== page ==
Good news – money can buy you happiness. (You just need to buy the right stuff with it…)

A study from Cambridge university makes for interesting reading...

The old adage ‘money can’t buy you happiness’ is being turned on its head thanks to a new study which suggests otherwise.

Cambridge Uni analysed 625 people and their 76,863 bank transactions, concluding that those who spent more on purchases that matched their personality were happier than those who didn’t.

Scientists analysed the ‘Big Five’ personality trends (open-ness to experience, conscientiousness, extraversion, agreeableness and neuroticism) and looked at whether people spent money on things that truly suited them.

For example, a highly conscientiousness person spent £124 more annually on health and fitness than a person low in conscientiousness and a highly extroverted person spent approximately £52 more each year on pub nights than an introverted person.

The researchers also backed up the findings by giving people a voucher to spend either in a bookshop or at a bar. Extroverts who were forced to spend money at a bar were happier than the introverts who were forced to do the same thing, and the introverts made to drop money on a book were happier than their more outgoing counterparts who copied their spending habits.

Cambridge scientists pointed out that this follow-up experiment overcomes the limitations of the first study and helps conclude that money spent on things that match a person’s personality can cause an increase in happiness.


  What’s going to make you happy?

   Extroverted? Eat out and go to the pub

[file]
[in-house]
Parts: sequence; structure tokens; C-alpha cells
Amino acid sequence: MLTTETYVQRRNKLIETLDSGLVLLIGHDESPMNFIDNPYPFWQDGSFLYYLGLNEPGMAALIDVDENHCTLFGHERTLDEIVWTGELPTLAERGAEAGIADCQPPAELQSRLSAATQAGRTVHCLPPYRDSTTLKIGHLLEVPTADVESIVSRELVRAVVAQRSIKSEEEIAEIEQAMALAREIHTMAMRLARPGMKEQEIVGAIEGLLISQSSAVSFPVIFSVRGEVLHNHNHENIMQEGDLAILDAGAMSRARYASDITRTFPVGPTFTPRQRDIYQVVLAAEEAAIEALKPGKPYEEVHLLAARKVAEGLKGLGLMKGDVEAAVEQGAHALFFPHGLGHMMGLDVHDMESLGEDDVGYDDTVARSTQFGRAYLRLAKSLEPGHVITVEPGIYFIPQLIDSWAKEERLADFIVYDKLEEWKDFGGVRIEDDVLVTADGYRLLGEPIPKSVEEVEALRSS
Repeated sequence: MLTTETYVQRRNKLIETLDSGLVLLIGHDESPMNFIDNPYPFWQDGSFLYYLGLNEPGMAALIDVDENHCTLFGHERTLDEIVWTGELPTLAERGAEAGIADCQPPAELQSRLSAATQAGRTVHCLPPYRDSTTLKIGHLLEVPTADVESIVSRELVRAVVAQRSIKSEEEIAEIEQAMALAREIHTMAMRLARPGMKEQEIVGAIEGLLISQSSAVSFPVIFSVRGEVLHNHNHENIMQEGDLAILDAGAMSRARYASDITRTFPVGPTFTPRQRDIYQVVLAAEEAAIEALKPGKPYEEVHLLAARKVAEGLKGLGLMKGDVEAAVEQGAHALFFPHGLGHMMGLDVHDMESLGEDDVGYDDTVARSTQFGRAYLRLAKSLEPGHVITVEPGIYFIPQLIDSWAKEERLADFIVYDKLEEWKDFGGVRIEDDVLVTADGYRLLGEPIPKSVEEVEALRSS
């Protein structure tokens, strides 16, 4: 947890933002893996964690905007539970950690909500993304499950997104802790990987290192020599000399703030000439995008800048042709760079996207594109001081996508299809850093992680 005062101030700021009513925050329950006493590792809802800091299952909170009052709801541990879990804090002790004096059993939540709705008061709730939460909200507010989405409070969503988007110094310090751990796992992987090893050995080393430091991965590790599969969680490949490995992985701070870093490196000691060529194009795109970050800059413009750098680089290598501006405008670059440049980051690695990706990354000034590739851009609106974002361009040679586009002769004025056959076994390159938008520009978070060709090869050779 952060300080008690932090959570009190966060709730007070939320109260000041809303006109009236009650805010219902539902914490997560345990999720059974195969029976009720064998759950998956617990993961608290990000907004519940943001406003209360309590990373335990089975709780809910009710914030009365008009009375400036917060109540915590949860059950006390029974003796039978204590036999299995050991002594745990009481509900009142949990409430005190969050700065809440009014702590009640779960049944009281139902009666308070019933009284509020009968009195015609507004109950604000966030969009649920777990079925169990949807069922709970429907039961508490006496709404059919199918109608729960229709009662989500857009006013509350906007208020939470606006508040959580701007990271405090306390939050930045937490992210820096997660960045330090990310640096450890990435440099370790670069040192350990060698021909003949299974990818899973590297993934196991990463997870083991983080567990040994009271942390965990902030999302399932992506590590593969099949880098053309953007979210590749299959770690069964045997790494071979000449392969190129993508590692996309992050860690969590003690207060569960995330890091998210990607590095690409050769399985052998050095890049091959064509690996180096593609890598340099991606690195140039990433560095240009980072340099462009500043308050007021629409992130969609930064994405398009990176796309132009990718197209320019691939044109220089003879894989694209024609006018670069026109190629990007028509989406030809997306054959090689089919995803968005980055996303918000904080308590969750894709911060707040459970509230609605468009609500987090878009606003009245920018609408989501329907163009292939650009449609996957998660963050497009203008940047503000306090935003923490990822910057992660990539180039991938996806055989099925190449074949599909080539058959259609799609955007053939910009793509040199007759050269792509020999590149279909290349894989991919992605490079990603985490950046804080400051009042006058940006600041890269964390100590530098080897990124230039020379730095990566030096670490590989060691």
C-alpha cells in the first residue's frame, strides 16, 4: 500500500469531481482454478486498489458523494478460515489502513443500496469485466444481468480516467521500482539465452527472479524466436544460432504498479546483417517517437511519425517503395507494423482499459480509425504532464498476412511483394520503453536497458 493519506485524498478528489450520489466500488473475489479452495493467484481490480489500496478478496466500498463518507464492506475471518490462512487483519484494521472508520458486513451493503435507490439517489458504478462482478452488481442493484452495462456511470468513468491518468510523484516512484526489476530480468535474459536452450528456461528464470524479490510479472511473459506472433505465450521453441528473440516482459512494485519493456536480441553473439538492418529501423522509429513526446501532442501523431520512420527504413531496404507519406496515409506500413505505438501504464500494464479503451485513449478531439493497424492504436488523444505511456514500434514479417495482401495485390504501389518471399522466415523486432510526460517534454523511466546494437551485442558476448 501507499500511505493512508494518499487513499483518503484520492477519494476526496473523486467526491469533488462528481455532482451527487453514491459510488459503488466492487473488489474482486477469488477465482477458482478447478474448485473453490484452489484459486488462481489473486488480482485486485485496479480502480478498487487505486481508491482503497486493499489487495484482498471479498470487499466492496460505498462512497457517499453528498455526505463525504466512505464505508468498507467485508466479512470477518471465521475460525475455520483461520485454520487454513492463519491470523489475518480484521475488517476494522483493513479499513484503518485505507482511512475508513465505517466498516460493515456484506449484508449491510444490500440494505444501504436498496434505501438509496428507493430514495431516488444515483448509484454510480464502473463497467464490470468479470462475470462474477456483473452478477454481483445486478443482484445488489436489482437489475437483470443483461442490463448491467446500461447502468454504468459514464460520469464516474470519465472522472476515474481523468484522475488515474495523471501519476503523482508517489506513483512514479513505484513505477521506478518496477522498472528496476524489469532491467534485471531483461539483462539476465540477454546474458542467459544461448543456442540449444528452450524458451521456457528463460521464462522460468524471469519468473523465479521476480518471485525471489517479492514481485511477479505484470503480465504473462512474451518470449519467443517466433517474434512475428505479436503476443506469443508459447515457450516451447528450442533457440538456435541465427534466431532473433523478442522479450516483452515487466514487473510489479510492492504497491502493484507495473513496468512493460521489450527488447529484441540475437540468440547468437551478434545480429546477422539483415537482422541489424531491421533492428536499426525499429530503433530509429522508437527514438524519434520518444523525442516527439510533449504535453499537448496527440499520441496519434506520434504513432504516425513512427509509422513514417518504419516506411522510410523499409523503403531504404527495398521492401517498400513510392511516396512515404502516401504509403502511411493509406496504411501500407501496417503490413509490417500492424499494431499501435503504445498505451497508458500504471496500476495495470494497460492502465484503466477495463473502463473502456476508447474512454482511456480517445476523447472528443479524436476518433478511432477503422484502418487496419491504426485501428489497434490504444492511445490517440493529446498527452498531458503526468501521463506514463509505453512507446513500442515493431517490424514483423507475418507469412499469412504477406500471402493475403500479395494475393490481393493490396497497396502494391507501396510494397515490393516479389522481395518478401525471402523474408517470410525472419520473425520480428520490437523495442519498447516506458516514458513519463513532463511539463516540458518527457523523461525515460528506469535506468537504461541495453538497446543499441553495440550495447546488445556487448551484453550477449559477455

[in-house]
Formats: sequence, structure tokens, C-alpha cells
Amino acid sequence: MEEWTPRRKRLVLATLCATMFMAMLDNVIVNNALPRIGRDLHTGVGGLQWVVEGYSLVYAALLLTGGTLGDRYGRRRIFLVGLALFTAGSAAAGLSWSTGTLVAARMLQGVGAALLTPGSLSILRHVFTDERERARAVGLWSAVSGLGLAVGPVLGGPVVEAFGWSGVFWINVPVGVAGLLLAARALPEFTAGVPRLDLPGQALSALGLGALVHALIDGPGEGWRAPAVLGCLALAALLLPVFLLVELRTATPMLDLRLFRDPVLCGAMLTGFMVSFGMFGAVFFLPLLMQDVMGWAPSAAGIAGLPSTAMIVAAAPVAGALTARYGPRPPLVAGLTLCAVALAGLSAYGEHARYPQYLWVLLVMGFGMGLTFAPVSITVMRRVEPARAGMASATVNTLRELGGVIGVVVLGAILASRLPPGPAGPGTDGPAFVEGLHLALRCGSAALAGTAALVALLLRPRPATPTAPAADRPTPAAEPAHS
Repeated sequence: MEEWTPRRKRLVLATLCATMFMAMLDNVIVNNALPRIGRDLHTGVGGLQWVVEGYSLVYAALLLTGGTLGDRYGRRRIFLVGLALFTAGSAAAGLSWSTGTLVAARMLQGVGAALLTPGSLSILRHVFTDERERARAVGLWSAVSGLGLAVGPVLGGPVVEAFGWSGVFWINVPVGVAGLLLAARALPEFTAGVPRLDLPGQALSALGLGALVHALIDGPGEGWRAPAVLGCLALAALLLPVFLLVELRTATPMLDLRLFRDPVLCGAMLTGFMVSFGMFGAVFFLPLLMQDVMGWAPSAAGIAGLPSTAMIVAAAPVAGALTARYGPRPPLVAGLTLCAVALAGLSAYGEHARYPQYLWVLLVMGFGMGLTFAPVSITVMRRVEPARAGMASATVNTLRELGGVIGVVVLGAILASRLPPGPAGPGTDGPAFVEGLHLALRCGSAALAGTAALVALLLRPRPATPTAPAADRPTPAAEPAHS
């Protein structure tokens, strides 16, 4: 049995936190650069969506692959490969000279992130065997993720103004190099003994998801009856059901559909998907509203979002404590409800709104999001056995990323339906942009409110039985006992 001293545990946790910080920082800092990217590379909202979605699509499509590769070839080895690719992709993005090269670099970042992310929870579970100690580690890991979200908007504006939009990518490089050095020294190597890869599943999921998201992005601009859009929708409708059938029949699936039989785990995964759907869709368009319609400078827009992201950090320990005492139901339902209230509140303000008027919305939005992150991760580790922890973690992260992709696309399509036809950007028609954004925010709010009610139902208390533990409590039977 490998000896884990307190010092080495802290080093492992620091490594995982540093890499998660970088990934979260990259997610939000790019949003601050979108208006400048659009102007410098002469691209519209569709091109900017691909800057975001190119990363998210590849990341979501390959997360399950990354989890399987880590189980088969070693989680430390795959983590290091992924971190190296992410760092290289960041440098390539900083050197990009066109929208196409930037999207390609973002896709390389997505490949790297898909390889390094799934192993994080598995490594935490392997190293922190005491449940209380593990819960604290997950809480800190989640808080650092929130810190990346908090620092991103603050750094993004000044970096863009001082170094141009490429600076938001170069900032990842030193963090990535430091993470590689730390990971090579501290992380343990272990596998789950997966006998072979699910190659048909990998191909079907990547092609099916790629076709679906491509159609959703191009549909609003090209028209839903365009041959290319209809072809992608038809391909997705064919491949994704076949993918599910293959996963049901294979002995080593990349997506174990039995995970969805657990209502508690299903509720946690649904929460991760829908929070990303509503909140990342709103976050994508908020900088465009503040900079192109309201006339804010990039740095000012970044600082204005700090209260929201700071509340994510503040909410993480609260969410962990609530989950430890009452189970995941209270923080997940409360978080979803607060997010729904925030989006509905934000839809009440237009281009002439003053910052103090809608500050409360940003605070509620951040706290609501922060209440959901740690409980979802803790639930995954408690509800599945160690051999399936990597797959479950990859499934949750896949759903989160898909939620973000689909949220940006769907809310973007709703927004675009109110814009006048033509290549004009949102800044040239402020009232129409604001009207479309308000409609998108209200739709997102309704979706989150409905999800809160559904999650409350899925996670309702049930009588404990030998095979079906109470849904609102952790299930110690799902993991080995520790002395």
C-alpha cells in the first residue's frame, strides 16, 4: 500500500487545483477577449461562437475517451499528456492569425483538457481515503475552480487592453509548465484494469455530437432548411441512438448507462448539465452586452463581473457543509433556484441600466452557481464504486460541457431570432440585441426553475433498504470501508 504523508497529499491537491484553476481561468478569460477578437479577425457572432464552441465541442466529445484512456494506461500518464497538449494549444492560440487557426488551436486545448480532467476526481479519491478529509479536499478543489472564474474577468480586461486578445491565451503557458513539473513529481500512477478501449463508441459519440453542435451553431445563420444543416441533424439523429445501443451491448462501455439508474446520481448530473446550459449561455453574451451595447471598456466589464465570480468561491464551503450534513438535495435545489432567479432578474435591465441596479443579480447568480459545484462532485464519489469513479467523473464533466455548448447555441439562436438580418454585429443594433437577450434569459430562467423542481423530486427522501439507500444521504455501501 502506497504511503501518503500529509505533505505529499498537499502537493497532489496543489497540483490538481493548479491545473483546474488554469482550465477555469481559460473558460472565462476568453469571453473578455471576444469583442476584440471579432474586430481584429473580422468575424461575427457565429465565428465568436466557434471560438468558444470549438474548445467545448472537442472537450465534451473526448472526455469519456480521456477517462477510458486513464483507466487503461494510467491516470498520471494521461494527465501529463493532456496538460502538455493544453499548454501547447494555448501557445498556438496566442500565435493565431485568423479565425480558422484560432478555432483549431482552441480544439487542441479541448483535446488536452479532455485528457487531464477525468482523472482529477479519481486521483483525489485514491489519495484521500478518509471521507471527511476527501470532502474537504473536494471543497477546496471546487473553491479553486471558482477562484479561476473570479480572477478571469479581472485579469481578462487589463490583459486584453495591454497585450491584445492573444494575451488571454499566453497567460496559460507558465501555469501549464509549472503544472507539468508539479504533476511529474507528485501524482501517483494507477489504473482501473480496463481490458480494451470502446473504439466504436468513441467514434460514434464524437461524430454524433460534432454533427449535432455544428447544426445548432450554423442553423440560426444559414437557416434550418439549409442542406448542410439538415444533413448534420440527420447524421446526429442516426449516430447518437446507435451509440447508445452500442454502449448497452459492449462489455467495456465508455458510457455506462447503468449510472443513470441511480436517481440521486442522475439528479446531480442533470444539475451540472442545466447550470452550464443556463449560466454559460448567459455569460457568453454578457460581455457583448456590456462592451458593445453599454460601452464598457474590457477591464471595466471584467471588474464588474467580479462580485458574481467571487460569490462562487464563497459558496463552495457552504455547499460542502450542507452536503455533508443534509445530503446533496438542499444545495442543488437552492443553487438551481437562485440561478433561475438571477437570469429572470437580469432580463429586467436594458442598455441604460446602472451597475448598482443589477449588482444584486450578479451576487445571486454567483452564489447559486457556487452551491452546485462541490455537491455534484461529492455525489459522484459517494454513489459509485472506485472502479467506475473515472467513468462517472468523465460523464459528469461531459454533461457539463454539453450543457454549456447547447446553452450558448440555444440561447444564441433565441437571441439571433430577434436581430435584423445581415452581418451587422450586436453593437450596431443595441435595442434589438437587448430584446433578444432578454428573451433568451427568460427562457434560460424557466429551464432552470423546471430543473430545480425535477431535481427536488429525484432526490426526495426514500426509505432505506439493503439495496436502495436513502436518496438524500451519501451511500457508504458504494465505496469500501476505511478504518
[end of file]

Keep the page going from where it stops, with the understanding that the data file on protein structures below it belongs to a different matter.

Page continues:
Agreeable? You should contribute to charity

Conscientious?
Sort out your finances and keep fit

Sandra Matz, a PhD candidate who co-authored the study said: ‘Our study breaks new ground by mining actual bank transaction data and demonstrating that spending can increase our happiness when it is spent on goods and services that fit our personalities and so meet our psychological needs.’

Scientists said the findings could be used to help search-based recommendation engines to suggest products and services that will actually help our wellbeing.

And although this news is super interesting, it’s pretty bleak too. It was kind of easy to justify the fact that lots of us in the UK are being paid less than we need to survive when we believed that fulfillment came from other avenues (you know, being ‘creative’ or going travelling etc). But now we’re being told to forget that, and earn some mega bucks instead.

Hands up who else is reconsidering all of their priorities right now?

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